Strategic efforts to promote the well-being of children, youth and families in the St. Louis region are evolving. In the early 1990’s, the St. Louis Metropolitan Children’s Agenda emerged as the primary vehicle in the region for structuring collaborative, strategic, data-driven community action to promote the well-being of children and youth. Facilitated by Vision for Children at Risk, the Children’s Agenda engaged hundreds of organizations in implementing dozens of targeted strategies directed to making more effective provision for addressing the fundamental life needs of all St. Louis area children.
New strategies were developed and partnerships and alliances formed to improve the coordination and impact of child-serving efforts. Millions of new dollars were brought into the region through Children’s Agenda initiatives to promote child well-being. The collaborative, strategic, data-drive approach developed by the Children’s Agenda was emulated by newly-forming initiatives across the country directed to building communities that made more effective provision for meeting the needs of children, youth and families.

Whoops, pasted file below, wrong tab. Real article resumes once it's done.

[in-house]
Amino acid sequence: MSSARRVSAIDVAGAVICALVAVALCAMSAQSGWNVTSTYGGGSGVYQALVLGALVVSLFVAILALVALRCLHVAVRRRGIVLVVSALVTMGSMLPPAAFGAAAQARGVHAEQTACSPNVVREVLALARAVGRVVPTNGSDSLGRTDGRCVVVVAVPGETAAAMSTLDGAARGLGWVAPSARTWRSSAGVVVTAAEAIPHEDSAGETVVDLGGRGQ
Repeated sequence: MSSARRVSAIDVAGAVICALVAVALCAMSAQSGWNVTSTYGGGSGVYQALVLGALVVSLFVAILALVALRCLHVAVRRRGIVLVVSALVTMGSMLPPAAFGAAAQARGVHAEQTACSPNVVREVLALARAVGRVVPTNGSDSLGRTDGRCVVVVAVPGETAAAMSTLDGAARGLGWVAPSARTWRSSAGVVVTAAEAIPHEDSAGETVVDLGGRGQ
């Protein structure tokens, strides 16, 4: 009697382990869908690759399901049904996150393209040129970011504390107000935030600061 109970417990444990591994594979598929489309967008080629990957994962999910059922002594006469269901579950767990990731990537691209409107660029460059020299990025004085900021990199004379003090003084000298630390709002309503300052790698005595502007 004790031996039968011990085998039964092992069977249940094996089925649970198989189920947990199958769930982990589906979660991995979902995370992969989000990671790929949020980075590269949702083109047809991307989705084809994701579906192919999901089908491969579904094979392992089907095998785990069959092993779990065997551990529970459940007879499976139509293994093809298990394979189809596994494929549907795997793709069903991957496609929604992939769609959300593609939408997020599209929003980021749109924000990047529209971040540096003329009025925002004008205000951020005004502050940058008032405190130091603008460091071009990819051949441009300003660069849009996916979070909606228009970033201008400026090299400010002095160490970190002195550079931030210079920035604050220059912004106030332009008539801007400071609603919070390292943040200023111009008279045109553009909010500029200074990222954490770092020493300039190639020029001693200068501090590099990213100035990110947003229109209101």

For all it accomplished, the Children’s Agenda was unable, on a regular basis, to take its programmatic efforts to scale and transform its policy interventions into comprehensive systems change. Interventions — even when well-formulated and effective in targeted settings — were not often in proportion to the scale of the problems they addressed. Additionally, engagement of community stakeholders working to promote child well-being was confined largely to the “usual suspects” — community organizations, agencies providing services to children and youth, and child advocates. With occasional exception, topic level business and civic leaders were not engaged in the undertakings of the Children’s Agenda. Neither did it prove possible to secure financial resources at the level needed to impact the well-being of children and families at the level of the whole community. The goals and strategies pursued by the Children’s Agenda were on target, but lacking the political clout and financial resources to achieve transformation in the way the St. Louis region goes about promoting the well-being of all its children, youth and families.
At the 2011 celebration of the 20th anniversary of Vision for Children at Risk and the St. Louis Metropolitan Children’s Agenda it was announced that the Children’s Agenda would adopt a formal collective impact approach in carrying out its mission of promoting child well-being. The goal was to take strategic efforts to promote child well-being in the St. Louis region to scale and engage a broader range of civic stakeholders in those efforts.